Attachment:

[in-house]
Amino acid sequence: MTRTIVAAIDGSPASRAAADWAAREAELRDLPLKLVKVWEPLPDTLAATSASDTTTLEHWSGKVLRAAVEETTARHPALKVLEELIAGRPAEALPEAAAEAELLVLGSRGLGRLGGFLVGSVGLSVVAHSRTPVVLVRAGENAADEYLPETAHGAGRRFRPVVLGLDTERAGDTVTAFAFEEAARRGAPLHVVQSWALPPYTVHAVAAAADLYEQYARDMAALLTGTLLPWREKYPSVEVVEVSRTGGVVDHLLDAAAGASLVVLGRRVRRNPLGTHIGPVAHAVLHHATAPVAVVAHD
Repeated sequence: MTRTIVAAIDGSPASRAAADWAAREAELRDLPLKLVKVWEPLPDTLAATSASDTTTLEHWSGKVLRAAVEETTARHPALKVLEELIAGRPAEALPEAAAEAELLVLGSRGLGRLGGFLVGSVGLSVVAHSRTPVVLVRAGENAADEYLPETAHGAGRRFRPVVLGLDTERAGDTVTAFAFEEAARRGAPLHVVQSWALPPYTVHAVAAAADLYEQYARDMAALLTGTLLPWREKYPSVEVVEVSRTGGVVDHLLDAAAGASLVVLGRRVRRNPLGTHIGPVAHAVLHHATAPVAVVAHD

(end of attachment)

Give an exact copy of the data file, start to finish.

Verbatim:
[in-house]
Amino acid sequence: MTRTIVAAIDGSPASRAAADWAAREAELRDLPLKLVKVWEPLPDTLAATSASDTTTLEHWSGKVLRAAVEETTARHPALKVLEELIAGRPAEALPEAAAEAELLVLGSRGLGRLGGFLVGSVGLSVVAHSRTPVVLVRAGENAADEYLPETAHGAGRRFRPVVLGLDTERAGDTVTAFAFEEAARRGAPLHVVQSWALPPYTVHAVAAAADLYEQYARDMAALLTGTLLPWREKYPSVEVVEVSRTGGVVDHLLDAAAGASLVVLGRRVRRNPLGTHIGPVAHAVLHHATAPVAVVAHD
Repeated sequence: MTRTIVAAIDGSPASRAAADWAAREAELRDLPLKLVKVWEPLPDTLAATSASDTTTLEHWSGKVLRAAVEETTARHPALKVLEELIAGRPAEALPEAAAEAELLVLGSRGLGRLGGFLVGSVGLSVVAHSRTPVVLVRAGENAADEYLPETAHGAGRRFRPVVLGLDTERAGDTVTAFAFEEAARRGAPLHVVQSWALPPYTVHAVAAAADLYEQYARDMAALLTGTLLPWREKYPSVEVVEVSRTGGVVDHLLDAAAGASLVVLGRRVRRNPLGTHIGPVAHAVLHHATAPVAVVAHD